The New York Times is not worth paying for

The journalism industry is grinding its way through a nasty transition, mostly because the revenue side has fallen apart. Newspapers traditionally have made their money off of ads, with the reader subscriptions often just to support delivery services or as a minimal revenue source. (This is how 'free' print newspapers and broadcast TV can be 'free': they are so chock full of paid ads.)

But the ads have disappeared as advertisers have moved to radio, TV, the internet and even video games. The internet has made newspapers as a delivery channel exceedingly inferior. The only way for them to survive is as websites. But the ad revenue on websites has taken a huge hit because of the recession and because advertisers are figuring out that ads are easy to ignore on the web.

To save itself financially, the New York Times will charge readers for access to its content. It did this with disastrous results half a decade ago, but again, it feels like it has no choice. Back then, I was one of those who paid for TimeSelect. But the times have changed.

First, there are plenty of other free news sources that seemed to have found a working business model: Huffington Post and Politico come to mind. I think it is because they don't have the expenses of a local newspaper (local, state, regional, etc.). In the global environment for global news, the NYT just doesn't compare to free sources, RSS feeds, etc.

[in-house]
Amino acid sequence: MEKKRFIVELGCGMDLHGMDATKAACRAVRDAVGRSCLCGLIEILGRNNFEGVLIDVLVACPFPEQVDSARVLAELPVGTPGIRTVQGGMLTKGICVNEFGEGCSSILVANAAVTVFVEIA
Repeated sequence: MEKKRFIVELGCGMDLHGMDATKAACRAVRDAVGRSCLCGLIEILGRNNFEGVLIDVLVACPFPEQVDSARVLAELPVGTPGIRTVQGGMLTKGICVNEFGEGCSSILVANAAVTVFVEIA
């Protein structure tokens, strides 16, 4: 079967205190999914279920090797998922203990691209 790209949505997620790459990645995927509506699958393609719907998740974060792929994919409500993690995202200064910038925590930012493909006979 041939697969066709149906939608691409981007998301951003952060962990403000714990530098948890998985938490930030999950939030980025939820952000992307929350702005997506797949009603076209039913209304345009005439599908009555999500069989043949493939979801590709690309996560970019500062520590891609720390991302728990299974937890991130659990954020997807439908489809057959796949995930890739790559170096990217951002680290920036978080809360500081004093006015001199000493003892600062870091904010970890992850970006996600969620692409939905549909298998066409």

Second, the quality of news has sunk to a point where it is not worth paying for. Journalists have an exceedingly high opinion of themselves that is not based on how well they do their jobs, but simply based on their role in society as 'the press.' This has clearly been the case at the New York Times, with its deplorable reporting about WMD in Iraq, it's phoned in, stenographic political reporting, etc. Money is not draining out of journalism solely because of the internet, but because of low quality.

Yes, if this sounds a bit like the hubris of bankers who expect to be paid because they are bankers, not because they are good at what they do, bingo. The difference is that bankers, so far, have an excellent business model. Oh, and the bankers don't get any of my money either, except for the one bank that bought my mortgage, which I had no choice over.

What should the Times do instead, you ask, you snarky reader? Half the Op-ed columnists are big enough properties in their own right that they could make it as media properties, with speaking fees and book royalties allowing them to 'blog' to readers for free. Tom Friedman, Nick Kristof, Paul Krugman and David Brooks would probably be fine. Frank Rich, Gail Collins, Ross Douhat, Bob Hebert and Maureen Dowd probably don't have the media presence to pull it off. As for the NYT itself, well, like GM, it is probably headed for a slow death regardless of what it does. And it will do so without my financial support.

No comments: